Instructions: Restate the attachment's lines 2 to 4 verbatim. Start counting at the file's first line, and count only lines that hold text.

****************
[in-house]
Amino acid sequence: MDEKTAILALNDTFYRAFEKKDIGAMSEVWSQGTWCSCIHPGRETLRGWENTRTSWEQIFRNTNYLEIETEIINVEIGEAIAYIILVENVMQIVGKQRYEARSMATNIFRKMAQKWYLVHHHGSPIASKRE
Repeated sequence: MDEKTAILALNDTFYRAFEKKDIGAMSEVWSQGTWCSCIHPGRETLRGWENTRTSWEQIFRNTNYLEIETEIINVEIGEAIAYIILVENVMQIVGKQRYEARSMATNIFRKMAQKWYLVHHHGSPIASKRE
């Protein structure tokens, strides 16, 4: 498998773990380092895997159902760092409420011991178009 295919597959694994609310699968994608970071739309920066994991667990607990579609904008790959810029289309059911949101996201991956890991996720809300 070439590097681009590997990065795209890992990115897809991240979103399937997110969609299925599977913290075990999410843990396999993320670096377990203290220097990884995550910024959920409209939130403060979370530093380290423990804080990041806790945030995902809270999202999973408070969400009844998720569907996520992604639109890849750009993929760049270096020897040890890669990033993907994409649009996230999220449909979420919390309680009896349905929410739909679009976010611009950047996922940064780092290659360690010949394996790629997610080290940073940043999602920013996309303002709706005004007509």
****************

Amino acid sequence: MDEKTAILALNDTFYRAFEKKDIGAMSEVWSQGTWCSCIHPGRETLRGWENTRTSWEQIFRNTNYLEIETEIINVEIGEAIAYIILVENVMQIVGKQRYEARSMATNIFRKMAQKWYLVHHHGSPIASKRE
Repeated sequence: MDEKTAILALNDTFYRAFEKKDIGAMSEVWSQGTWCSCIHPGRETLRGWENTRTSWEQIFRNTNYLEIETEIINVEIGEAIAYIILVENVMQIVGKQRYEARSMATNIFRKMAQKWYLVHHHGSPIASKRE
């Protein structure tokens, strides 16, 4: 498998773990380092895997159902760092409420011991178009 295919597959694994609310699968994608970071739309920066994991667990607990579609904008790959810029289309059911949101996201991956890991996720809300 070439590097681009590997990065795209890992990115897809991240979103399937997110969609299925599977913290075990999410843990396999993320670096377990203290220097990884995550910024959920409209939130403060979370530093380290423990804080990041806790945030995902809270999202999973408070969400009844998720569907996520992604639109890849750009993929760049270096020897040890890669990033993907994409649009996230999220449909979420919390309680009896349905929410739909679009976010611009950047996922940064780092290659360690010949394996790629997610080290940073940043999602920013996309303002709706005004007509």